These two words seemed to be joined at the hip. Sometimes they can be meant as a backhanded compliment, but usually they are meant as the insult they appear to be. And the strange thing is that, nine times out of ten, no one says a thing. Why is it that curvy girls are allowed to be proud of their curves while skinny girls aren’t encouraged to take pride in their more slender physique?
The Top 40 charts aren’t exactly helping. Songs like Meghan Trainer’s “All About That Bass” and Nikki Minaj’s “Anaconda” both claim to be about loving yourself no matter what the rest of the world has to say, but both blatantly bash girls with thin body types.
To be fair, Trainer tries to keep her song positive with the repeated line “Every inch of you is perfect from the bottom to the top,” but the fact remains that her “body positive” messages don’t quite make the cut. The line, “I won’t be no stick figure/silicone Barbie doll,” suggests that thinner body types are somehow less wholesome.
Along the same lines, the verse “I’m bringing booty back/go ahead and tell them skinny bitches that/no I’m just playing/I know you think you’re fat,” acknowledges that thin girls have body image issues too, but nothing addresses those issues. Instead, it jumps right back on the curvy-girls-are-superior train.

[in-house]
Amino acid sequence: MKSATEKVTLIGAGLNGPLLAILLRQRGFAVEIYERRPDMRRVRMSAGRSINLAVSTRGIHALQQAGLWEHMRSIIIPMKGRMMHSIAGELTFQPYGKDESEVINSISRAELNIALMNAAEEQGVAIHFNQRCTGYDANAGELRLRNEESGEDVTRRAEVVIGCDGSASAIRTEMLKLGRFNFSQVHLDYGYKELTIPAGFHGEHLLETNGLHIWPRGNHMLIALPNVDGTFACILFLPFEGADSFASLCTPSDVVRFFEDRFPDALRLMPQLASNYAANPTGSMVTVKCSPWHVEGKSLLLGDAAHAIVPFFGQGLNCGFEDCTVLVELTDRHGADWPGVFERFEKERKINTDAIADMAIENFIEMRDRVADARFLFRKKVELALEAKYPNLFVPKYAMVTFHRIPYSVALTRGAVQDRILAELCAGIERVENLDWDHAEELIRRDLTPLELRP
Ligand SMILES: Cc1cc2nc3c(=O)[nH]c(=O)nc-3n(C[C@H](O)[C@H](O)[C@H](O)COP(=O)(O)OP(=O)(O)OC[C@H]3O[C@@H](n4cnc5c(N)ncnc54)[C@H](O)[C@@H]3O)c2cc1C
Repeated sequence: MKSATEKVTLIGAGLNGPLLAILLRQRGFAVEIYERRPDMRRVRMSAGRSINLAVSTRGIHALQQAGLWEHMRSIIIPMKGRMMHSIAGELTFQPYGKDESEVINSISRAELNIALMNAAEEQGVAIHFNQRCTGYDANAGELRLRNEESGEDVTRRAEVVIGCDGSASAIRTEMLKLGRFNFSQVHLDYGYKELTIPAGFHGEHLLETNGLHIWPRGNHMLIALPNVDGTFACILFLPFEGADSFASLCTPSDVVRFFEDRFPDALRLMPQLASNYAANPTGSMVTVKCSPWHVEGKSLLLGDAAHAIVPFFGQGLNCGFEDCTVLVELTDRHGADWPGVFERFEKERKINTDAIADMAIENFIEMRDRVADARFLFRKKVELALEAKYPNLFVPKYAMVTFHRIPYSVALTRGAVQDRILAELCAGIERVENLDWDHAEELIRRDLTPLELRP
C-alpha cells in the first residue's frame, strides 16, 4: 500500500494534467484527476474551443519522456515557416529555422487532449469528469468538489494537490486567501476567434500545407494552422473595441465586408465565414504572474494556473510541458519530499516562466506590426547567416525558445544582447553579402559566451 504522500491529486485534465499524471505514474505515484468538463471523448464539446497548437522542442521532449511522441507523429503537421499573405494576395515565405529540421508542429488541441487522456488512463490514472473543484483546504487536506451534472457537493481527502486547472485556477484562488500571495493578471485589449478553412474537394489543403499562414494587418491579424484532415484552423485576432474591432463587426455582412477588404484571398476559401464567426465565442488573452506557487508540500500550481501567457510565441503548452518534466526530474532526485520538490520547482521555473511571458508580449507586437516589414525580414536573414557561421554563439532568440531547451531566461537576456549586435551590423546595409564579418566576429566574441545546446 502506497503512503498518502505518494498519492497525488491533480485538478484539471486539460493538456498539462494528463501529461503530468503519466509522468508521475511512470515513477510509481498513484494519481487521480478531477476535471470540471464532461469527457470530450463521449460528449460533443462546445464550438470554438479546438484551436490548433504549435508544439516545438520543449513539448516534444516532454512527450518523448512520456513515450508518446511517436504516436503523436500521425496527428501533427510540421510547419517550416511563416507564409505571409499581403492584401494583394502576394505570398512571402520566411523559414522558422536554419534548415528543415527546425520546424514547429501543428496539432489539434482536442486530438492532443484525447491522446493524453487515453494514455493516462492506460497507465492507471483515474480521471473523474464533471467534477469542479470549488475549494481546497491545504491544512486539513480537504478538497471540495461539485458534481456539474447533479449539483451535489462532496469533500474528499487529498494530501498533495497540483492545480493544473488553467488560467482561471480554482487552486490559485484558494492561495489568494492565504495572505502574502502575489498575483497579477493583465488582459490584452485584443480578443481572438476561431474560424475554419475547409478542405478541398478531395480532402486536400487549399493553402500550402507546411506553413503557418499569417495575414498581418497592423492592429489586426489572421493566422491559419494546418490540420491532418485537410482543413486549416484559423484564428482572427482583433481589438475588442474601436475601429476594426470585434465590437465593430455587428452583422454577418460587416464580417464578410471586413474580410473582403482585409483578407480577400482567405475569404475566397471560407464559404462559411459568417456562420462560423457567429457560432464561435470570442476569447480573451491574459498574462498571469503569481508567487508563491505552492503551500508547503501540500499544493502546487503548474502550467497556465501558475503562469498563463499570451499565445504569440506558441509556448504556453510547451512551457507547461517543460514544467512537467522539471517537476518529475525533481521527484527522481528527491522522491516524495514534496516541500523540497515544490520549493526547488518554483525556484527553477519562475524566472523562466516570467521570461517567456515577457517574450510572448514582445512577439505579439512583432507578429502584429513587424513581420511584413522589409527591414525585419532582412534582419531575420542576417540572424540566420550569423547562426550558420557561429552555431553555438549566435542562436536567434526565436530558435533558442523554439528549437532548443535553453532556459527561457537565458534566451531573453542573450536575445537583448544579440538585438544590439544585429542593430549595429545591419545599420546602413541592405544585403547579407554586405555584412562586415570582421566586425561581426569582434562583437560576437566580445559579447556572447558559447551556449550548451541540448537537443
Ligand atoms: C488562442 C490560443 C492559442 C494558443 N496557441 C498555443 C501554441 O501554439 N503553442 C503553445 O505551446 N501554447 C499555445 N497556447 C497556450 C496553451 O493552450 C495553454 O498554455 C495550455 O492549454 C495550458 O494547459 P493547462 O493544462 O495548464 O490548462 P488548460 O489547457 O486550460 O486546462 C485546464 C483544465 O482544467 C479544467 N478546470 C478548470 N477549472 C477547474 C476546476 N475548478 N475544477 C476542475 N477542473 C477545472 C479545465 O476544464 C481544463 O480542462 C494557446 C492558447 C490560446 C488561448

Meanwhile, Minaj manages to condemn skinny girls three times in as many lines.
Skinny shaming is not the worst thing to occur in today’s society, but it remains an issue that gets swept under the rug. The general idea is that insulting overweight body types is so much more of a problem that a little bit of skinny shaming here and there can’t be that bad. But whether you are shaming someone for being overweight or underweight, it is still going to have a negative impact on his or her body image.
By all means, curvy girls should be proud enough and confident enough to love their bodies, but society today is so focused on celebrating curvy girls that it has started attacking skinny ones.
It’s almost as if we have to attach a negative stereotype to something, so which ever body type we choose to celebrate, we leave the other to be condemned.
Written by Sarah Fornshell’15